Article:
Finally, Mandela writes, it was in prison that his hunger for the freedom of his own people became a quest for the freedom of all people, white and black. “I knew as well as I knew anything that the oppressor must be liberated just as surely as the oppressed” (Mandela 1995: 624). And, perhaps uniquely, as democratically elected president he was able to preside over the fulfilment of this dream.

From young man, to lawyer, to freedom fighter, to prisoner, to president, to international statesman, Mandela’s personal history coincided with the incremental acknowledgement of ever-wider circles of solidarity: from living in the intimacy of his rural home community, to joining a political movement with fellow black South Africans, to becoming the leader (and later imprisoned leader) of an underground armed struggle with comrades across world, to becoming the president of a democracy that guaranteed the rights of all who lived in it, including his erstwhile enemies, and finally uniting with activists across the globe in the fight against the scourge of HIV/Aids and numerous other noble causes.[i]

Importantly, Mandela seemed to incorporate these wider solidarities without dropping the traditional loyalties and most deeply held beliefs that prompted him in the first place to join the liberation struggle. Mandela was no turncoat. What then had caused him to include his enemy in his ideals for an interdependent future?

By his own account at least two factors helped Mandela to rise above his personal trauma, and allow the adversity to strengthen, rather than weaken, his resolve to fight for the rights of all. First he was part of a strangely intimate human community within the prison walls. This included comrades and fellow prisoners but also some of his wardens who became personal friends (and were subsequently invited to his presidential inauguration). Undoubtedly magnanimous—even saintly—this gesture may also reveal the extent to which Mandela came to appreciate the human contact that even his warders offered and which may have helped to prevent his situation of becoming overwhelming or intolerable, especially in later years when his personal dignity had softened the initial arrogance and violence that greeted the political prisoners upon arrival at Robben Island.

Second however, it seems that Mandela was able to think, and think clearly in prison.  He kept his intellectual life alive by reading and studying, and by pondering the values and ideals of this movement for which “he was prepared to live, and if needs be, prepared to die.” A major factor in his rising above his predicament, I would surmise, was the realization that having lived for so long in such close proximity to the enemy, his core convictions—namely that apartheid was wrong and unworkable and that white and black were fundamentally reconcilable—were only confirmed, and even strengthened.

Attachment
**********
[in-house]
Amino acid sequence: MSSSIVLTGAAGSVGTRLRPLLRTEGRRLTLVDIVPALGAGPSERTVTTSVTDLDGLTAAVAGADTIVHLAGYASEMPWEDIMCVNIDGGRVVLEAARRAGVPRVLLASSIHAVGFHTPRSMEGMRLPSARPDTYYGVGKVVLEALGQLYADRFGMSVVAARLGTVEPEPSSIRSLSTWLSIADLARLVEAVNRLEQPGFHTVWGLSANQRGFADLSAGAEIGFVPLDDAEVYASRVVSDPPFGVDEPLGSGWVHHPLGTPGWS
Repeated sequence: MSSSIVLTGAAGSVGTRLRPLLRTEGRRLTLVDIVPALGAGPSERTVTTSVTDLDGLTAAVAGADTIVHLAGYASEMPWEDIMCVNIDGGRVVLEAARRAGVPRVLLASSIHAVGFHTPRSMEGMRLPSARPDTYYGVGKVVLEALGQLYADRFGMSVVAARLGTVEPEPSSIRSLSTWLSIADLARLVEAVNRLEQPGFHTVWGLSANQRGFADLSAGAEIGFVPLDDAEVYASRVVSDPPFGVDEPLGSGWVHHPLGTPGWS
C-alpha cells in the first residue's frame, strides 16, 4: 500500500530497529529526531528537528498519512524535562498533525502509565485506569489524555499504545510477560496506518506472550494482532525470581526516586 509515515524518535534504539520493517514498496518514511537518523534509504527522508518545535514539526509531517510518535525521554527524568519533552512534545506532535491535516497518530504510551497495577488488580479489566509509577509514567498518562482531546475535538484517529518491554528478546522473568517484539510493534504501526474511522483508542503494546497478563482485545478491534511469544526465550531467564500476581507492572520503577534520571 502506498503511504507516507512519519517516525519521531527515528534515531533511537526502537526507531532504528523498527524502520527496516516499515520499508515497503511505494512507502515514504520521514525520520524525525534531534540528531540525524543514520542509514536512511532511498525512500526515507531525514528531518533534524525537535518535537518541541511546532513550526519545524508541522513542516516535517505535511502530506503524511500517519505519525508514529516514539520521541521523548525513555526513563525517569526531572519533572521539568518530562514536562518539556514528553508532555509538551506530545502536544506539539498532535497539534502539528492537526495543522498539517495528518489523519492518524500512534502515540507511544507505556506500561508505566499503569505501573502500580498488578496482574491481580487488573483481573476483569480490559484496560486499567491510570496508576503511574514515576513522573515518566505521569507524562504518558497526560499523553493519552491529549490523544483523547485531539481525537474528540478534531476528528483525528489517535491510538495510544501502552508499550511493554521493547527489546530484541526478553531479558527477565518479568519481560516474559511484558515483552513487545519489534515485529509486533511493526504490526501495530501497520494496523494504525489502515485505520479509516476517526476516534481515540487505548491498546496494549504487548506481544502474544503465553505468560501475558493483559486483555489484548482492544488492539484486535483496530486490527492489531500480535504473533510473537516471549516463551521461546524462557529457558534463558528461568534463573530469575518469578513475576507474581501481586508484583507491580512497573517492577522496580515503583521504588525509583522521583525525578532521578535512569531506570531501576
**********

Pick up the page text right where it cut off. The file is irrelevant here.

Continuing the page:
Such intellectual affirmation, that he was right after all, must have acted as a hugely powerful antidote to feelings of helplessness, trauma, and frustration. And having the space to craft an activism steeped in reflective practice helped a great deal to overcome the various levels of trauma associated with this kind of incarceration. Reflective activism within a community of comrades and even prison warders not only acted as a powerful antidote to personal trauma for Mandela, but became the crucible for coherent, prescient, and effective political strategy towards reconciliation and justice.


Mandela, Nelson. 1995. Long Walk to Freedom: The Autobiography of Nelson Mandela. Boston: Back Bay Books.

[i] The facts that some beneficiaries of the erstwhile regime have remained silent and distrusting, cocooned in middle class comfort, even in the face of such magnanimity, and that apartheid inequality still destroy lives today, cannot detract from the obvious grace in this kind of politics. Mandela is rightly honoured as one the twentieth century’s greatest leaders.

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Filed under Essay Dialogues, Social Trauma and Activism